The digital payments landscape is constantly evolving, and with the emergence of open banking, new avenues of transacting are coming to the forefront. One such avenue is the Payment Initiation Service (PIS) which facilitates direct bank transfers. In this article, we'll delve deep into one of its primary applications – recurring payments – and explore why, when compared to traditional debit and credit card methods, bank-initiated recurring payments hold a competitive edge.
Bank's Edge: Direct bank transfers through PIS benefit from the bank's top-tier security infrastructure. These transfers utilize multi-factor authentication, end-to-end encryption, and the bank's internal fraud prevention mechanisms.
Traditional Card's Downfall: Card information, when stored for recurring payments, is susceptible to breaches, which can lead to unauthorized transactions and compromises in data security.
Bank's Edge: Recurring payments via PIS typically come with reduced transaction fees as they bypass intermediary networks. This cost saving can be passed on to consumers, offering them more competitive prices.
Traditional Card's Downfall: Card transactions involve multiple parties (like payment processors and card networks) which can inflate the transaction fees, impacting the overall pricing for consumers.
Bank's Edge: Users can manage their recurring payments directly through their bank's interface, allowing them to easily monitor, modify, or terminate transactions. This fosters transparency and builds trust.
Traditional Card's Downfall: Managing recurring payments on cards often requires interaction with the service provider or a separate portal, leading to potential delays and reduced control for the user.
Bank's Edge: With PIS, the risk of transaction failures due to expired cards or exceeded limits is eliminated. The direct bank-to-bank transfer mechanism ensures smoother and more consistent transactions.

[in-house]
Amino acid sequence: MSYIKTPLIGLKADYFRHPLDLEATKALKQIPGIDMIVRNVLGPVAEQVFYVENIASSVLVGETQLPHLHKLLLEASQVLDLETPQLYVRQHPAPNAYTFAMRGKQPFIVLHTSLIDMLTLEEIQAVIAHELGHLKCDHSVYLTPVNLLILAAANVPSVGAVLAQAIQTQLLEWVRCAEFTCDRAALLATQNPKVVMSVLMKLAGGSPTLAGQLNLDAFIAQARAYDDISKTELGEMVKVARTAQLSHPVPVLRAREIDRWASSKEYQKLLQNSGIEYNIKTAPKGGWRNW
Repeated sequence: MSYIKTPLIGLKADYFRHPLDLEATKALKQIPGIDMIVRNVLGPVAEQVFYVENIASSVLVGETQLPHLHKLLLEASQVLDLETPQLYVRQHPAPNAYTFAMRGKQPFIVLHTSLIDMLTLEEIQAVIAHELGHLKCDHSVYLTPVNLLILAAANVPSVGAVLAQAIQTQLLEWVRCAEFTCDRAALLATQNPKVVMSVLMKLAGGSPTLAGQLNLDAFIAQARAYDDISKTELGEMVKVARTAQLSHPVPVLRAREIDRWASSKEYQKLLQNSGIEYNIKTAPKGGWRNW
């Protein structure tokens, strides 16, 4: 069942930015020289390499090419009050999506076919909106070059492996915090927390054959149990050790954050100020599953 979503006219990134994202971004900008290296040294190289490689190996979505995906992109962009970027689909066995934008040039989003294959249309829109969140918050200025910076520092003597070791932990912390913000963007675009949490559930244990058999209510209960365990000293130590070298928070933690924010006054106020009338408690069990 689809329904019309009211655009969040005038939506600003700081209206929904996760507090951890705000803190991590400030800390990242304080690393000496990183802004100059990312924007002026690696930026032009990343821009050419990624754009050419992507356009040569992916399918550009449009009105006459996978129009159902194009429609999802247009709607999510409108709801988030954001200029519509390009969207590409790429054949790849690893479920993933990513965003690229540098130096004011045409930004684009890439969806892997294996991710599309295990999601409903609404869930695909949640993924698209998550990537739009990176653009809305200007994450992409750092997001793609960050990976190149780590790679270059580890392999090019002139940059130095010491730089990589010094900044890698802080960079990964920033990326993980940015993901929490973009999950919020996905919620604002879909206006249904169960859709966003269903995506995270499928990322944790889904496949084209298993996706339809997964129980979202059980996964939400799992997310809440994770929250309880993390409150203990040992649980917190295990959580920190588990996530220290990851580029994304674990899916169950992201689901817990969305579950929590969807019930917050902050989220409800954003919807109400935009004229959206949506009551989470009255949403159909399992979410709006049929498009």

Traditional Card's Downfall: Card-based recurring payments are prone to failures. An expired card, a change in card number, or reaching a credit limit can disrupt the continuity of services.
Bank's Edge: PIS-driven recurring payments operate within the banking ecosystem. This minimizes the reliance on external card networks, ensuring uninterrupted services even if a card network faces issues.
Traditional Card's Downfall: Card-based transactions are dependent on the card network's stability. Any network downtimes can disrupt recurring payments.
Bank's Edge: Open banking, which powers PIS, is the future of financial transactions. Adopting it for recurring payments ensures that businesses and consumers are aligned with the latest in financial innovation.
Traditional Card's Downfall: While cards will continue to play a significant role in the payment ecosystem, their dominance, especially in recurring payments, may wane as open banking solutions become more widespread.
The evolution of open banking and the introduction of services like PIS are reshaping how we view recurring payments. While debit and credit cards have served us well over the years, the advantages of direct bank-initiated recurring payments are hard to ignore. From enhanced security to cost efficiency, this new method of transacting promises a more streamlined and secure future for both businesses and consumers.
Adapting to change can be challenging, but with platforms like Fizen leading the charge in offering innovative payment solutions, the transition becomes effortless. As we look towards the future, the choice seems clear: for recurring payments, the bank's way is the way forward.
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